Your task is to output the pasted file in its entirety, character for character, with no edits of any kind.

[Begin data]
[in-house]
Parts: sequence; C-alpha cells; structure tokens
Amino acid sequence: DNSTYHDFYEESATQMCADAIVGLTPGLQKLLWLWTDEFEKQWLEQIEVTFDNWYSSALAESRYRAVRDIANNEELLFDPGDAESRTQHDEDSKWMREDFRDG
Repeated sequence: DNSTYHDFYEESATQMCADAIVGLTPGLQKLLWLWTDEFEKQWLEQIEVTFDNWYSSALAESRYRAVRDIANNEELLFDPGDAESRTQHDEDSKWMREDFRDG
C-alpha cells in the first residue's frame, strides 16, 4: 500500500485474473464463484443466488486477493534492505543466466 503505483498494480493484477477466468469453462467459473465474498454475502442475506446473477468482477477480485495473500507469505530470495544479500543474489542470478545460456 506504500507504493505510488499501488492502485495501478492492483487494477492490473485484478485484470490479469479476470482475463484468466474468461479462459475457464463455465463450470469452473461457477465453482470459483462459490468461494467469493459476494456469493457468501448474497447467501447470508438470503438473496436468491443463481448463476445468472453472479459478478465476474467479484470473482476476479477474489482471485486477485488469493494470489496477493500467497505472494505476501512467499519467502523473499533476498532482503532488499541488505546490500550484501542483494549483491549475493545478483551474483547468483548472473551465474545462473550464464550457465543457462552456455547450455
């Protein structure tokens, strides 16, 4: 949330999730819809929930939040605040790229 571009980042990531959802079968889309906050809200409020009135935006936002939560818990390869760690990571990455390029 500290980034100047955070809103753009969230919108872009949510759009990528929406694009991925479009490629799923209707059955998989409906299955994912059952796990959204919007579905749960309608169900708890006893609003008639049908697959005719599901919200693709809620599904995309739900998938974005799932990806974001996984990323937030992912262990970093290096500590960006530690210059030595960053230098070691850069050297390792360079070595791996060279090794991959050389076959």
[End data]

[in-house]
Parts: sequence; C-alpha cells; structure tokens
Amino acid sequence: DNSTYHDFYEESATQMCADAIVGLTPGLQKLLWLWTDEFEKQWLEQIEVTFDNWYSSALAESRYRAVRDIANNEELLFDPGDAESRTQHDEDSKWMREDFRDG
Repeated sequence: DNSTYHDFYEESATQMCADAIVGLTPGLQKLLWLWTDEFEKQWLEQIEVTFDNWYSSALAESRYRAVRDIANNEELLFDPGDAESRTQHDEDSKWMREDFRDG
C-alpha cells in the first residue's frame, strides 16, 4: 500500500485474473464463484443466488486477493534492505543466466 503505483498494480493484477477466468469453462467459473465474498454475502442475506446473477468482477477480485495473500507469505530470495544479500543474489542470478545460456 506504500507504493505510488499501488492502485495501478492492483487494477492490473485484478485484470490479469479476470482475463484468466474468461479462459475457464463455465463450470469452473461457477465453482470459483462459490468461494467469493459476494456469493457468501448474497447467501447470508438470503438473496436468491443463481448463476445468472453472479459478478465476474467479484470473482476476479477474489482471485486477485488469493494470489496477493500467497505472494505476501512467499519467502523473499533476498532482503532488499541488505546490500550484501542483494549483491549475493545478483551474483547468483548472473551465474545462473550464464550457465543457462552456455547450455
């Protein structure tokens, strides 16, 4: 949330999730819809929930939040605040790229 571009980042990531959802079968889309906050809200409020009135935006936002939560818990390869760690990571990455390029 500290980034100047955070809103753009969230919108872009949510759009990528929406694009991925479009490629799923209707059955998989409906299955994912059952796990959204919007579905749960309608169900708890006893609003008639049908697959005719599901919200693709809620599904995309739900998938974005799932990806974001996984990323937030992912262990970093290096500590960006530690210059030595960053230098070691850069050297390792360079070595791996060279090794991959050389076959």